Biogas: the economics?

Biogas costs are broken down in this economic model, generating a 10% IRR off $180M/kboed capex, via a mixture of $16/mcfe gas sales, $60/ton waste disposal fees and $50/ton CO2 prices. High gas prices and landfill taxes can make biogas economical in select geographies. Although diseconomies of scale reward smaller projects?

Biogas is a mixture of 50-70% methane and 30-50% CO2, produced from the anaerobic digestion of organic matter, such as manure, sewage or crop residues, or other organic waste. Archaea notes that 72% of US renewable natural gas comes from landfills, 20% from livestock, 5% from organic waste and 3% from wastewater.

This economic model captures the costs of biogas production, informed by 20 case studies, covering yields, capex, opex, IRRs and sensitivities.

Biogas yields average around 4 mcf per ton of input material, although smaller plants may find it easier to source high-quality feedstocks, with greater quantities of volatile organic matter, and greater conversion of that matter into biogas (chart below).

The capex costs of biogas plants are also tabulated from the 20 case studies in this data-file. Costs vary. But good rules of thumb might be $200/Tpa of feedstocks. In energy industry terms, this is equivalent to around $180M/kboed, or around 6x the costs of offshore hydrocarbons, or around $2,500/kW-th, which again is around 2x higher than the per kW-e costs of solar or onshore wind.

Biogas production facilities need to earn around $35-40/mcfe of methane-equivalent production in order to generate a 10% IRR on their up-front capex. There are four main revenue streams: gas, waste disposal fees, CO2 prices or incentives, and the value of residual digestate, which can be used as fertilizer or bedding in agriculture.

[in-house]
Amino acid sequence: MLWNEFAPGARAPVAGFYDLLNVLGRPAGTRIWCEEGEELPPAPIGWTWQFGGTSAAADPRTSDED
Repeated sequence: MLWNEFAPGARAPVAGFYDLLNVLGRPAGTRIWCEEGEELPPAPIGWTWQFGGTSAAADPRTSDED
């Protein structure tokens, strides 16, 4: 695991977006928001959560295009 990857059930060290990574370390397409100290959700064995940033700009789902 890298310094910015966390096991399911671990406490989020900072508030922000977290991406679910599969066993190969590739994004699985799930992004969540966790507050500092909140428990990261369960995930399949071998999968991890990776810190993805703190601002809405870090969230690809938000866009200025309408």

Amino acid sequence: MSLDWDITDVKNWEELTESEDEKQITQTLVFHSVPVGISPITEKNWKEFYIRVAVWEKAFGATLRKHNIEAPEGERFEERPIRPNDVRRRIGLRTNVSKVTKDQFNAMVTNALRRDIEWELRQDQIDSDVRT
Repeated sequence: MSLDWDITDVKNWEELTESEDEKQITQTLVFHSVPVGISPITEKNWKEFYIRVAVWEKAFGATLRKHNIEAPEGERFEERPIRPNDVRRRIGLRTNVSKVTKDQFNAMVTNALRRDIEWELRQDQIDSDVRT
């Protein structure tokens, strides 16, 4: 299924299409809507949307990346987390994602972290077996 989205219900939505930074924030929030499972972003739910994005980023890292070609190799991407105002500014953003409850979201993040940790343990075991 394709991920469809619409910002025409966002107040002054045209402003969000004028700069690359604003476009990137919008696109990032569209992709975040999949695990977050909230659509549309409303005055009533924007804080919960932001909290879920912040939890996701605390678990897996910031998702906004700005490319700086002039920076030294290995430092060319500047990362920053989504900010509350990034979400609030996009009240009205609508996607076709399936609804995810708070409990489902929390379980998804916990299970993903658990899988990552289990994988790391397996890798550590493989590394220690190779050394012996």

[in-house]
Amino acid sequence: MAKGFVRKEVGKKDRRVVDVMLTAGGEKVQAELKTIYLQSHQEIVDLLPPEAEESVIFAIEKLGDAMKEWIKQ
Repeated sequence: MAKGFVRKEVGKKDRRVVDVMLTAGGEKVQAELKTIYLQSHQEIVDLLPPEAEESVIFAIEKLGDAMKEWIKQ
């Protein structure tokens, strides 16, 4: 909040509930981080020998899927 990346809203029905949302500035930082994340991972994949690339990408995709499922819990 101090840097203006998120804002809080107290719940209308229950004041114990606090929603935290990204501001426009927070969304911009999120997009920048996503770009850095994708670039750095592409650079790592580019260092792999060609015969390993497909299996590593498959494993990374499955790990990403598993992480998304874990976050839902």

Our base case biogas cost model sees a 10% IRR from a combination of $16/mcf methane, $60/ton disposal fees and a $50/ton CO2 incentive. However, $120/ton landfill taxes can take the methane-equivalent price down to as little as $2.5/mcf. Hence the economics depend on landfill taxes and gas prices in different countries.

Revenue breakdown at 10% IRR for biogas production depending on the price of methane, disposal fees, and carbon tax. This suggest greatly varying profitability in different geographies.

Biogas production in Europe currently comprises around 1-2% of the total gas grid, although some studies have estimated that total biogas production could reach 10-20% of total, or around 50-100bcm pa in Europe, via a “huge scale-up”.

One interesting observation from the charts above is that unlike other economic models in our library, biogas facilities may not benefit from economies of scale. Smaller facilities seem to cost less in capex terms and achieve higher yields. This suggests an opportunity for middle-markets private equity and companies with many small facilities?

Please download the data-file to stress-test biogas production costs. We are also constructive on some of the economic opportunities in landfill gas and biochar.

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